1. Forum
  2. >
  3. Topic: Italian
  4. >
  5. "Erano passati sei secoli."

"Erano passati sei secoli."

Translation:Six centuries had passed.

June 20, 2014



Why is this not:

"Sei secoli erano passati"?


"sei secoli erano passati" and "erano passati sei secoli" are both correct, but the secon one is more frequent. It's not a rule, but usually when the sentence has just subject and verb, and you want to focus on the subject, this came after the verb: the last word in a sentence usually is the most significant.

Other examples: "l'ho fatto io" and "io l'ho fatto" both translate "I did it" but the first one answer the question "who did it?" because it focus on the subject, the second one instead is "neutral"


I thought that the most important aspect of a sentence would go first instead of last. Is this a general rule for all languages or Italian in particular?


Why is it erano passati rather than aveva passato ?


Verbs of motion or state of being (passare, andare, partire, venire, entrare, tornare, arrivare, stare, salire, scendere, vivere, rimanere, cadere, morire, nascere, diventare) all use essere.


is "there had passed six centuries" incorrect english or a bad translation? Or should it also be correct?


I don't know about bad translation but it is rather an odd syntax for english. Six centuries ago would be more common to say in english


How can you know its not "they had passed centuries".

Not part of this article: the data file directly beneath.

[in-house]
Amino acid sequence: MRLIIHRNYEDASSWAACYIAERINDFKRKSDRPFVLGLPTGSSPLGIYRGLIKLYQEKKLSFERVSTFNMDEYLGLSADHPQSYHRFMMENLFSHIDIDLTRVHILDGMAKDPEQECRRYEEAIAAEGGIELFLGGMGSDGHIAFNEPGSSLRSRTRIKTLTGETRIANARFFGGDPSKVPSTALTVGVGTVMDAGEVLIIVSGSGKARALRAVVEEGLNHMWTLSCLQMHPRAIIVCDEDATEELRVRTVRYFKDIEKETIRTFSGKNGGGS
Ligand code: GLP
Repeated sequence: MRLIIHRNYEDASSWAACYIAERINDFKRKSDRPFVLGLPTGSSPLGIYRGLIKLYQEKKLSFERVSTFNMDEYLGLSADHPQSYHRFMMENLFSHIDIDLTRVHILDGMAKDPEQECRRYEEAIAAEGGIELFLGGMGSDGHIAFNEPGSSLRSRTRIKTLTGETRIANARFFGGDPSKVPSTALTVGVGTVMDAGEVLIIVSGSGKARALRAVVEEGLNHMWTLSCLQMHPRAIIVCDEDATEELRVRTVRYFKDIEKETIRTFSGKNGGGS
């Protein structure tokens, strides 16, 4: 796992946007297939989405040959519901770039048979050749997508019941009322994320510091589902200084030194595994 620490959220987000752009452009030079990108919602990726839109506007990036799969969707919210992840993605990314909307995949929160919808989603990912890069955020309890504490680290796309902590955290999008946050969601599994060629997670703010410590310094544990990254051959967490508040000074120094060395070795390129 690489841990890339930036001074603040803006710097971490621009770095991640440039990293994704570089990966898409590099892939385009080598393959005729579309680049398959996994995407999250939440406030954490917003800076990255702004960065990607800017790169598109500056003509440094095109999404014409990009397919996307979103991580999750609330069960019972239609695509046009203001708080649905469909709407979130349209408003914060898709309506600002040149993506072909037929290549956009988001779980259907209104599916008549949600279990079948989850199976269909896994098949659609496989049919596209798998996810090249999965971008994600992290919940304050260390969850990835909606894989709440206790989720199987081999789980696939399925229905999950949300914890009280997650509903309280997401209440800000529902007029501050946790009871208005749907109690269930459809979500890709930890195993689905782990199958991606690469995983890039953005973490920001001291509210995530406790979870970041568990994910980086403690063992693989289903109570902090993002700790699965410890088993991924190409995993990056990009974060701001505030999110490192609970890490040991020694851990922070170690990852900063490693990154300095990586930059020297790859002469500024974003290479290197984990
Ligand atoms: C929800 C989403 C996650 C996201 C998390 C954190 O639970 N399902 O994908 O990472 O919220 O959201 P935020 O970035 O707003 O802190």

Then it becomes a transitive verb (because they are doing something with the centuries), so that would be "Avevano passato sei secoli".


If we find something six hundred years old, and we want to say "wow, they had passed six centuries", how we say it in Italian?


I heard tre not sei


In the previous question, avere was used with passato rather than essere? (passed under the table I recollect). What is the rule in this case for using avere v essere with 'to pass'?


My understanding is that "passare" can be transitive as well as intransitive: https://en.m.wiktionary.org/wiki/passare When used transitively, as in your example, it is conjugated with "avere": I ragazzi hanno passato la prova. (The children passed the test.) When used intransitively, it is conjugated with "essere": Quanto tempo รจ passato? (How much time has passed?) The difference is that the intransitive verb takes no direct object. This is a good explanation: https://blogs.transparent.com/italian/transitive-and-intransitive-verbs/


Just wondering if this could also be 'sei secoli erani passati'.

Learn Italian in just 5 minutes a day. For free.